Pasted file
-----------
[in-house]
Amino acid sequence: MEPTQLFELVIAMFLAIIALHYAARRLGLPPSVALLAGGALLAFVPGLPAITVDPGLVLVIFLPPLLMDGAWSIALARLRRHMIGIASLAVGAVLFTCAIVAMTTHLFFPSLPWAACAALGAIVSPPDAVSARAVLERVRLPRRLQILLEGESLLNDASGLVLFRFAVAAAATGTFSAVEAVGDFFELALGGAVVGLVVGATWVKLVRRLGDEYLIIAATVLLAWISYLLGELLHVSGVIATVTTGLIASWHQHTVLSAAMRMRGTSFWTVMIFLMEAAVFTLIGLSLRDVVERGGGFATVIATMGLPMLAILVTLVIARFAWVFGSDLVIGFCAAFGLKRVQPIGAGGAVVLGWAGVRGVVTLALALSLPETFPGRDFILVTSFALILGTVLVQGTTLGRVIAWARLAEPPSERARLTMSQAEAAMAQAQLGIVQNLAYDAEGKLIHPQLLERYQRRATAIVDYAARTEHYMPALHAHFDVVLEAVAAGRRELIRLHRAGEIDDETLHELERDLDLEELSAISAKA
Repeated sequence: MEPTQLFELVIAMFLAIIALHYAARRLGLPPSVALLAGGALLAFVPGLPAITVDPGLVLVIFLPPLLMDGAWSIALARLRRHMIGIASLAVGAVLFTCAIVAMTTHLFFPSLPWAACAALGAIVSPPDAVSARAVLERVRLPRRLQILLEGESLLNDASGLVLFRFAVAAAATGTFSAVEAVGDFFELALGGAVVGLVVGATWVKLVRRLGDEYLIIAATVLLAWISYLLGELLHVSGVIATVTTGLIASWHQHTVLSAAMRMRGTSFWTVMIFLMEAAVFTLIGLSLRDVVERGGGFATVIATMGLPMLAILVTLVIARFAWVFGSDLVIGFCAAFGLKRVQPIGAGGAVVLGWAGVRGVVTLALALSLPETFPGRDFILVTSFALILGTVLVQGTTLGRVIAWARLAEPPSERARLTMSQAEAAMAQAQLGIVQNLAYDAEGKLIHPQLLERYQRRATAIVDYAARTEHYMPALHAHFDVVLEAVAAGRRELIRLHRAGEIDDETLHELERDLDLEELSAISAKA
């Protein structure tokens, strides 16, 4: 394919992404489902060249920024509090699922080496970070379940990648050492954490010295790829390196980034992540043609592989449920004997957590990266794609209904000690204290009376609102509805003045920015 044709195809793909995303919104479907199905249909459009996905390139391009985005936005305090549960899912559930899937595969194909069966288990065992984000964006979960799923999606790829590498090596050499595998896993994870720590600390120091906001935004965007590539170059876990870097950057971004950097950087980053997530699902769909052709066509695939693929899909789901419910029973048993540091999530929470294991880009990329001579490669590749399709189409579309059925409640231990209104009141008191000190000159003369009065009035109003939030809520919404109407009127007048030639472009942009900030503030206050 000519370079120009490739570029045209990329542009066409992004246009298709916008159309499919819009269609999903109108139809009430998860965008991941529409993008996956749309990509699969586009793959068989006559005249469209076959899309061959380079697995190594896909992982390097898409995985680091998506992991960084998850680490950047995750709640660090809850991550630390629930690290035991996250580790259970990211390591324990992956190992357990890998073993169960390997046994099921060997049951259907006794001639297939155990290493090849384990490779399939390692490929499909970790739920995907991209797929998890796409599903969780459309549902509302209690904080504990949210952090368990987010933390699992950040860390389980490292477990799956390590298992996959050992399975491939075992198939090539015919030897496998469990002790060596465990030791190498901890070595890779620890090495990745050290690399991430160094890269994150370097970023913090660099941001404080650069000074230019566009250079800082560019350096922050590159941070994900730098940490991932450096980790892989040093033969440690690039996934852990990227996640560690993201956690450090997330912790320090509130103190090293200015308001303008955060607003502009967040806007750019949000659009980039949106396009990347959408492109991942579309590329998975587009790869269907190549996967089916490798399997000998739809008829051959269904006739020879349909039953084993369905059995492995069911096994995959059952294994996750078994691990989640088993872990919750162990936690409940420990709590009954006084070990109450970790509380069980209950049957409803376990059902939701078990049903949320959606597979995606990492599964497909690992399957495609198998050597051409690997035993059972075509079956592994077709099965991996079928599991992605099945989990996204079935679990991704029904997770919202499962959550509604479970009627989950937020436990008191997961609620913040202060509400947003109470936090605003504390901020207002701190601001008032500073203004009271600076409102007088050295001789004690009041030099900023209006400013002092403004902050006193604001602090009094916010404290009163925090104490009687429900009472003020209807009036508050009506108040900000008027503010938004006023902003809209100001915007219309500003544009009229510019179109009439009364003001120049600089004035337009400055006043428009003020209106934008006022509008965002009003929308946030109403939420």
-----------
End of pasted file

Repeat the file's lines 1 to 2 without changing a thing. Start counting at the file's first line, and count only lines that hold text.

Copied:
[in-house]
Amino acid sequence: MEPTQLFELVIAMFLAIIALHYAARRLGLPPSVALLAGGALLAFVPGLPAITVDPGLVLVIFLPPLLMDGAWSIALARLRRHMIGIASLAVGAVLFTCAIVAMTTHLFFPSLPWAACAALGAIVSPPDAVSARAVLERVRLPRRLQILLEGESLLNDASGLVLFRFAVAAAATGTFSAVEAVGDFFELALGGAVVGLVVGATWVKLVRRLGDEYLIIAATVLLAWISYLLGELLHVSGVIATVTTGLIASWHQHTVLSAAMRMRGTSFWTVMIFLMEAAVFTLIGLSLRDVVERGGGFATVIATMGLPMLAILVTLVIARFAWVFGSDLVIGFCAAFGLKRVQPIGAGGAVVLGWAGVRGVVTLALALSLPETFPGRDFILVTSFALILGTVLVQGTTLGRVIAWARLAEPPSERARLTMSQAEAAMAQAQLGIVQNLAYDAEGKLIHPQLLERYQRRATAIVDYAARTEHYMPALHAHFDVVLEAVAAGRRELIRLHRAGEIDDETLHELERDLDLEELSAISAKA